The Island


Madagascar is a large island (4th largest island in the world) located in the Indian Ocean about 450 km east of the coast of Mozambique. With an area of 587,041 km², Madagascar is larger than Japan and South Korea combined.

The prehistoric breakup of the supercontinent, Gondwana, separated the Madagascar-Antarctica-India landmass from the Africa-South America landmass around 135 million years ago. Madagascar later split from India about 88 million years ago, allowing plants and animals on the island to evolve in relative isolation.


Population And Origins


Despite its massive size, Madagascar has a population of only around 22 million inhabitants. The Malagasy people are ethnically diverse, made up of ethnic groups including Malayo-Indonesian, mixed African, and Arab ancestries.

This diversity originates from Madagascar’s fascinating history. Initially settled by Malayo-Indonesian seafarers in roughly the first century A.D,  Madagascar was frequently visited by Arabs traders later in the 6th century. And finally, since the 16th century, Madagascar has been significantly influenced by both French and British colonisation.

More recently, in October 1958, the Malagasy Republic was proclaimed as an autonomous state within the French Community and it gained full independence in June 1960.

Madagascar Lemurs
Madagascar Landscape

Government And Economy


Like many former colonies, Madagascar has been through various political states in the years following independence. Currently, the country has achieved a level of political stability that is supportive of economic growth.

The Presidential Republic has undertaken successful democratic elections in both 2013 and 2018, and the government is receiving growing support and recognition by the United Nations and key sponsor countries, including the United States, Russia, South Africa, China, and the European Union.

Madagascar has a market economy supported by its well-established agricultural sector and emerging tourism, textile and mining industries. Malagasy agriculture produces tropical staple crops such as rice and cassava, beans and bananas, including cash crops such as vanilla, cloves, cacao, sugar, pepper and coffee.


One Belt One Road (OBOR)


In 2017, Madagascar joined China’s One Belt One Road (OBOR) initiative, with an expected $5B of Chinese investment to pour into Madagascar over the coming years. This is incredibly exciting news that will benefit the country immensely.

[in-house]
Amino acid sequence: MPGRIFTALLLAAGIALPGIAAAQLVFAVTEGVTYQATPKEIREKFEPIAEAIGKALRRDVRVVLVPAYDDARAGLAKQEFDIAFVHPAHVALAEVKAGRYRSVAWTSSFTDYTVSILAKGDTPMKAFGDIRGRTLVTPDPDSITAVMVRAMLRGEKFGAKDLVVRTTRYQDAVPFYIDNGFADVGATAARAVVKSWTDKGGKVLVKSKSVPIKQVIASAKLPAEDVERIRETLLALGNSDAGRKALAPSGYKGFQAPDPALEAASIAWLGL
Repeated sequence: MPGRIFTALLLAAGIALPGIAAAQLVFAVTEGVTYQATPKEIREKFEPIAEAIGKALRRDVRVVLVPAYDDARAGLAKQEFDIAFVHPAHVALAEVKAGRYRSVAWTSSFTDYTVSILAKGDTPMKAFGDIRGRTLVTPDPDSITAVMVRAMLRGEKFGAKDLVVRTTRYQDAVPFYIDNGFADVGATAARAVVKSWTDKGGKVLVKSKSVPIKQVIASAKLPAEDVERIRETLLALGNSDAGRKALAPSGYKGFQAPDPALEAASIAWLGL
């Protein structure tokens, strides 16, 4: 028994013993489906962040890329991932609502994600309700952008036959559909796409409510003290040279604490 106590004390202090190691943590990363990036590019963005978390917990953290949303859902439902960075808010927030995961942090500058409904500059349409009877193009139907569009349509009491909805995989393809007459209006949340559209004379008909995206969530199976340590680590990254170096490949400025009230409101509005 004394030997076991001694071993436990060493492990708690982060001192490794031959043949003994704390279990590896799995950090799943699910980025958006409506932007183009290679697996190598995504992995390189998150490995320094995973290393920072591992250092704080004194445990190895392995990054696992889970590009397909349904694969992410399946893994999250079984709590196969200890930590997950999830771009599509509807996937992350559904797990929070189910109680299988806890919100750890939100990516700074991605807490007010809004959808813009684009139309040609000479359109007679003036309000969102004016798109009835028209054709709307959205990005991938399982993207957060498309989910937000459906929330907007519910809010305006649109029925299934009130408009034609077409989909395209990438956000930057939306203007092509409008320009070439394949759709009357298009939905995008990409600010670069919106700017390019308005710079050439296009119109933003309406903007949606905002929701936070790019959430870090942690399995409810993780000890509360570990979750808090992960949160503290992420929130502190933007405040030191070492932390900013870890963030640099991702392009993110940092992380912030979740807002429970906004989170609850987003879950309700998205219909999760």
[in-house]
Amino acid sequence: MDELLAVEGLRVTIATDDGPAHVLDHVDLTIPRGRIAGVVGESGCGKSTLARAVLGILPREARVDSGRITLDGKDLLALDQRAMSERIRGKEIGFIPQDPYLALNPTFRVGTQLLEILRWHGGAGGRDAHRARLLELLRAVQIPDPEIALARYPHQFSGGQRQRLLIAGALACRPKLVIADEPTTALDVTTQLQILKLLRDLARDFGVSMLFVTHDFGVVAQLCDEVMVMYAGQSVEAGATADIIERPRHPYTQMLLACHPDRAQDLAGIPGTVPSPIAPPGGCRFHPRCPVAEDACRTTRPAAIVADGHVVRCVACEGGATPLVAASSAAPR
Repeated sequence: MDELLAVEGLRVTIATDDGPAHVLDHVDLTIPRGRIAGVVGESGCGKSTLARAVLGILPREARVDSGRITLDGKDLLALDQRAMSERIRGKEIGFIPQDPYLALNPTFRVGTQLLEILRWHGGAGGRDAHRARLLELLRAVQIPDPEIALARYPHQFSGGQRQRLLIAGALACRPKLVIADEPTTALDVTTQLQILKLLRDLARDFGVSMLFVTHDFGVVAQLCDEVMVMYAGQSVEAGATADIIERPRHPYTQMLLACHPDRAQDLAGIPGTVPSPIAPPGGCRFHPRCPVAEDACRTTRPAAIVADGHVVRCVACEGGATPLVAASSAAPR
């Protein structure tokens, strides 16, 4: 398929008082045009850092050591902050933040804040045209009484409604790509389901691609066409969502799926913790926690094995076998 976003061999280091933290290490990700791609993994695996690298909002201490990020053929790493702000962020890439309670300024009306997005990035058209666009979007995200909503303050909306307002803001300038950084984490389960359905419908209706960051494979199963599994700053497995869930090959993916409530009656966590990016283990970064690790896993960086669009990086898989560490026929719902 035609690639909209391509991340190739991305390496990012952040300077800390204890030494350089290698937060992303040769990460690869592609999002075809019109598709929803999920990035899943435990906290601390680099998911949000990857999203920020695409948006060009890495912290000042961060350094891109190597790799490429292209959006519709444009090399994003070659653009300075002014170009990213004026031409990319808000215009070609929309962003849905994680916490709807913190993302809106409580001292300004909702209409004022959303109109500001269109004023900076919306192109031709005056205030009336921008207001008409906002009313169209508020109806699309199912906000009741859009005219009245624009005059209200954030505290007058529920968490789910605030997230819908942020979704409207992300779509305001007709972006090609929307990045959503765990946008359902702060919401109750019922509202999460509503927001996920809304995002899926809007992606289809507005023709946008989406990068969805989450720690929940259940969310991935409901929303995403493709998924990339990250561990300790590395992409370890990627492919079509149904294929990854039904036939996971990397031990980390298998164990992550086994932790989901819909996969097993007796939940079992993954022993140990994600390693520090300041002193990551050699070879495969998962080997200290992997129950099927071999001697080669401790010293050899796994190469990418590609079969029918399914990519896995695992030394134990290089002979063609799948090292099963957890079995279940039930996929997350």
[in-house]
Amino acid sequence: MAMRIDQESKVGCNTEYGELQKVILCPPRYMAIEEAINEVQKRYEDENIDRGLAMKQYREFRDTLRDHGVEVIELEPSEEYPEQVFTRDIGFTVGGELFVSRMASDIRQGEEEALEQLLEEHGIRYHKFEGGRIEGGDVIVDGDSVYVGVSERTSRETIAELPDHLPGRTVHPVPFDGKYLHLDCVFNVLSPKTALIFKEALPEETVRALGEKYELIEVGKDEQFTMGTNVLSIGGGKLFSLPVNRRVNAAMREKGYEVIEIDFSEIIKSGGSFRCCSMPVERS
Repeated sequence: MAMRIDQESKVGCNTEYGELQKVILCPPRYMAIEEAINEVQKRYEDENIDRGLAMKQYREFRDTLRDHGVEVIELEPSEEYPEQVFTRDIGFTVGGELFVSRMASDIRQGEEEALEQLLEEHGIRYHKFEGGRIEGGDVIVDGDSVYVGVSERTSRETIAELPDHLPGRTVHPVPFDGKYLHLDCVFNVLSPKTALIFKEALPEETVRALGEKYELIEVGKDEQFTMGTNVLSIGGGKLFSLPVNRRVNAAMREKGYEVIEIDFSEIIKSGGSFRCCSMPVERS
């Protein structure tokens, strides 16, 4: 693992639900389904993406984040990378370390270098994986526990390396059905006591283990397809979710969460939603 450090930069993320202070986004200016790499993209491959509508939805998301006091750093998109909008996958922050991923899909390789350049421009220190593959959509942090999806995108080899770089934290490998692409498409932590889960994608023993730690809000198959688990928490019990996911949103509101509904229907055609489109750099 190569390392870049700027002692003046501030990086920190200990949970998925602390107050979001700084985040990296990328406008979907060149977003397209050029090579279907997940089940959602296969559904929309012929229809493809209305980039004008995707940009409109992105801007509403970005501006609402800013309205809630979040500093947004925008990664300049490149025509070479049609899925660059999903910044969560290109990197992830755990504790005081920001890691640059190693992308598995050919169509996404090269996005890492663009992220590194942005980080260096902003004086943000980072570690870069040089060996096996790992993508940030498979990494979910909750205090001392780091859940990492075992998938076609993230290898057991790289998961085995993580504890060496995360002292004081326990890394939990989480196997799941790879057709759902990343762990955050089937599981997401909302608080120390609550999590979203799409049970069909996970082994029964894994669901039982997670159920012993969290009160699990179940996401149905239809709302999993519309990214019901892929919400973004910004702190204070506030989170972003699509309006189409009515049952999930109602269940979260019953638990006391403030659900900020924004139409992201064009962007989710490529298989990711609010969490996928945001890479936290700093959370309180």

Shown on the right are Chinese President Xi Jinping and then President of Madagascar, Hery Rajaonarimampianina, at the OBOR signing ceremony, Beijing, March 2017

President Xi: “China supports Madagascar in playing its role as a bridge between the Belt and Road and the African continent.”

President Rajaonarimampianina: “Madagascar supports the Belt and Road Initiative, increase cooperation with China in energy, aviation, transportation, ports and airport construction.”


Foreign Direct Investment In Natural Resources


Ambatovy Nickel-Cobalt mine

Ambatovy is a large-tonnage, long-life nickel and cobalt mining project owned by a consortium of Sherritt International, Sumitomo and Korea Resources invested. Total project costs are estimated to be more than US$ 8 billion, making Ambatovy the largest-ever foreign investment in Madagascar – and one of the largest in sub-Saharan Africa and the Indian Ocean region.

At full production, Ambatovy will have the capacity to produce 60,000 tonnes of refined nickel, 5,600 tonnes of cobalt, and 210,000 tonnes of ammonium sulphate fertilizer per annum. This makes Ambatovy one of the world’s largest lateritic nickel mines.

QIT Madagascar Minerals (QMM)

QMM owns and operates a mineral sands mining project near Fort Dauphin on the south-eastern tip of Madagascar. QMM is 80% owned by Rio Tinto and 20% owned by the Government of Madagascar.

Rio Tinto invested over US$1 billion in the development of the project and associated infrastructure, including a new port at Fort Dauphin. QMM plans to extract ilmenite and zircon from heavy mineral sands over an area of about 6,000 hectares along the coast during the next 40 years.

Wuhan Iron & Steel Co (WISCO)

China’s third-largest steelmaker, Wuhan Iron & Steel (WISCO), has been exploring and appraising iron ore deposits in Madagascar’s Soalala region since 2011, having paid $100M for exploration permits in 2010.

WISCO’s current Soala open-pit project is estimated to contain 562 million tons of iron ore. Development of the mine will include construction of a new port in Soalala, approximately 450km north of Tsimiroro.